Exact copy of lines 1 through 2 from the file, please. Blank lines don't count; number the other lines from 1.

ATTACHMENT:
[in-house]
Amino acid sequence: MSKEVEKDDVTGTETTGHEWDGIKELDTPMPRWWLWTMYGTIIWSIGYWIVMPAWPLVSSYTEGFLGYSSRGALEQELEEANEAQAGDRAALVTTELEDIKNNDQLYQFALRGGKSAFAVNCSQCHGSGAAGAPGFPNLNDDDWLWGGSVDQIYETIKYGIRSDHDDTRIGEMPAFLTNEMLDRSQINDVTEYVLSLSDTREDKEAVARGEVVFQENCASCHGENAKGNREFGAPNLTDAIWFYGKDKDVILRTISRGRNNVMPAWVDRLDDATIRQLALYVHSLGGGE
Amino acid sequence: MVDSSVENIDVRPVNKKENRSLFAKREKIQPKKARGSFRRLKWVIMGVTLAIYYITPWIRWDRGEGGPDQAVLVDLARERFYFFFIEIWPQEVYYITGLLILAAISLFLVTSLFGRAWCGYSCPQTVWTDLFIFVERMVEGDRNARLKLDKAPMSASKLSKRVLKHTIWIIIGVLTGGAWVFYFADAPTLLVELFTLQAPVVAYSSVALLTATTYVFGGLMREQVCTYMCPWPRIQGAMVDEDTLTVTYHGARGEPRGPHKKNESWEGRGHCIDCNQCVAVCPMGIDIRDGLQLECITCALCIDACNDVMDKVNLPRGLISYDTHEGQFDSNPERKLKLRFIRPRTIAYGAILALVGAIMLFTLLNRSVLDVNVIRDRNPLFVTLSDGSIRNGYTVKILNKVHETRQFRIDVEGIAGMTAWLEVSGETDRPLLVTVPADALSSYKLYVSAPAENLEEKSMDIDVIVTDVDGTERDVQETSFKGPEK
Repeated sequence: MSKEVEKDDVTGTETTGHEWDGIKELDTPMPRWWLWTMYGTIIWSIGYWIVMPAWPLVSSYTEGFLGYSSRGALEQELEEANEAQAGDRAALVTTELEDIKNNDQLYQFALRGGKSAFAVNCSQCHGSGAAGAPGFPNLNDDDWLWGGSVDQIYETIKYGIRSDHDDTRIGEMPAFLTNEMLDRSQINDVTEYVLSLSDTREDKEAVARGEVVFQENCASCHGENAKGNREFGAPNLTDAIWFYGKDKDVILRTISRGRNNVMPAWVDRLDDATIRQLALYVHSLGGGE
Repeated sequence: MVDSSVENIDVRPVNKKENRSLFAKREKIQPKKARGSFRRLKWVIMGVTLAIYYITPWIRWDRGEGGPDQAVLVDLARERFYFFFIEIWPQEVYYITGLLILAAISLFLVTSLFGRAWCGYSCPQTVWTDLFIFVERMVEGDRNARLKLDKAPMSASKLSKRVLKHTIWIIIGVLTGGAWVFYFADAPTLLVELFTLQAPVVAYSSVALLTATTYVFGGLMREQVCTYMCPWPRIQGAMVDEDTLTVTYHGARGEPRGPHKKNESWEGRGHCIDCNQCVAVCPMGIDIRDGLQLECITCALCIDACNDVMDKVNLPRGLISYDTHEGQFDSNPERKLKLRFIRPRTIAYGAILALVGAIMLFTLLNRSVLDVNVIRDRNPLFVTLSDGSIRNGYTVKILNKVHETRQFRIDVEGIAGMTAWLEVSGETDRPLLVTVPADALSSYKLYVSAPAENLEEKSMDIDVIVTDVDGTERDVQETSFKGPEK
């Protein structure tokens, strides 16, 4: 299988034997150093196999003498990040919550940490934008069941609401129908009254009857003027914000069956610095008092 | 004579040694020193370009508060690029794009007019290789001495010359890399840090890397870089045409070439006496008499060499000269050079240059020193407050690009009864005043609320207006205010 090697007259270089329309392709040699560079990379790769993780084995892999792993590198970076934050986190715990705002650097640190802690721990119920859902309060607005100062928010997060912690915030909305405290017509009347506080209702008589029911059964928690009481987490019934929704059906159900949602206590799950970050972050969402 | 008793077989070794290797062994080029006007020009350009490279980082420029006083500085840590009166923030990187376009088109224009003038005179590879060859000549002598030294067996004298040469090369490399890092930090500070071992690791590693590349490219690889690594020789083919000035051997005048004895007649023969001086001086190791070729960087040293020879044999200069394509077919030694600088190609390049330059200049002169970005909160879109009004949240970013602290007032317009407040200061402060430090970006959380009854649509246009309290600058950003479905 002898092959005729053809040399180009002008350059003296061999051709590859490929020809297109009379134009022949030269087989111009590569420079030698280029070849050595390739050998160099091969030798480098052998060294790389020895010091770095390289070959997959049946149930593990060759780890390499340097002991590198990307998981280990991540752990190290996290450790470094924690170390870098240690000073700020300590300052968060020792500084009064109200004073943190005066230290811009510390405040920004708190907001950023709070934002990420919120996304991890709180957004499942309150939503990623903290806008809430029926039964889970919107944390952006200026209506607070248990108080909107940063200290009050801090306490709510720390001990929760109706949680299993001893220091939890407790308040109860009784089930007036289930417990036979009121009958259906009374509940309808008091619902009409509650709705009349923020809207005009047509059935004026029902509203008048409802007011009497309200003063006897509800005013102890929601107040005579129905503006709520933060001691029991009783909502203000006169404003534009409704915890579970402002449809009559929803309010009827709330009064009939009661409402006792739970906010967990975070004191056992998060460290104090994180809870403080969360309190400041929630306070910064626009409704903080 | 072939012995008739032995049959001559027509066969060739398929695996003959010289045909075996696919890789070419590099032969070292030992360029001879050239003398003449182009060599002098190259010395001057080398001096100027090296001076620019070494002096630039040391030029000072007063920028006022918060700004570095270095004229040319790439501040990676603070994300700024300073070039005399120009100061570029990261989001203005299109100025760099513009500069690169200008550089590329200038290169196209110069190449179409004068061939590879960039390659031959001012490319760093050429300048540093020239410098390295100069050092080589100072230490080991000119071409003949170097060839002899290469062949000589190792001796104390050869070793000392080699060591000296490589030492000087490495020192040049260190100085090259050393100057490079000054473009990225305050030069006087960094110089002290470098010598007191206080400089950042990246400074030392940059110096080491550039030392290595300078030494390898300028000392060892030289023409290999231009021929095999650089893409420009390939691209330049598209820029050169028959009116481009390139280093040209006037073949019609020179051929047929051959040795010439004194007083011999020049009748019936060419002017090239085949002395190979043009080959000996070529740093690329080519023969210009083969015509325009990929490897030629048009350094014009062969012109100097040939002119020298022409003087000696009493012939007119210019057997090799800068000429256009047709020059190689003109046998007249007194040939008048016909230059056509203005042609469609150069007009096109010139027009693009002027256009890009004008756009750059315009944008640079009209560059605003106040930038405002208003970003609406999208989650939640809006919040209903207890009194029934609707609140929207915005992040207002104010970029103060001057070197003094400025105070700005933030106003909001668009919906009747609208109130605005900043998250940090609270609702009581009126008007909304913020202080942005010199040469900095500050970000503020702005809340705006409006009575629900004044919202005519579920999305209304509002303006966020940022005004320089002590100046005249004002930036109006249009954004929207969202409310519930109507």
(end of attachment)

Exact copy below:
[in-house]
Amino acid sequence: MSKEVEKDDVTGTETTGHEWDGIKELDTPMPRWWLWTMYGTIIWSIGYWIVMPAWPLVSSYTEGFLGYSSRGALEQELEEANEAQAGDRAALVTTELEDIKNNDQLYQFALRGGKSAFAVNCSQCHGSGAAGAPGFPNLNDDDWLWGGSVDQIYETIKYGIRSDHDDTRIGEMPAFLTNEMLDRSQINDVTEYVLSLSDTREDKEAVARGEVVFQENCASCHGENAKGNREFGAPNLTDAIWFYGKDKDVILRTISRGRNNVMPAWVDRLDDATIRQLALYVHSLGGGE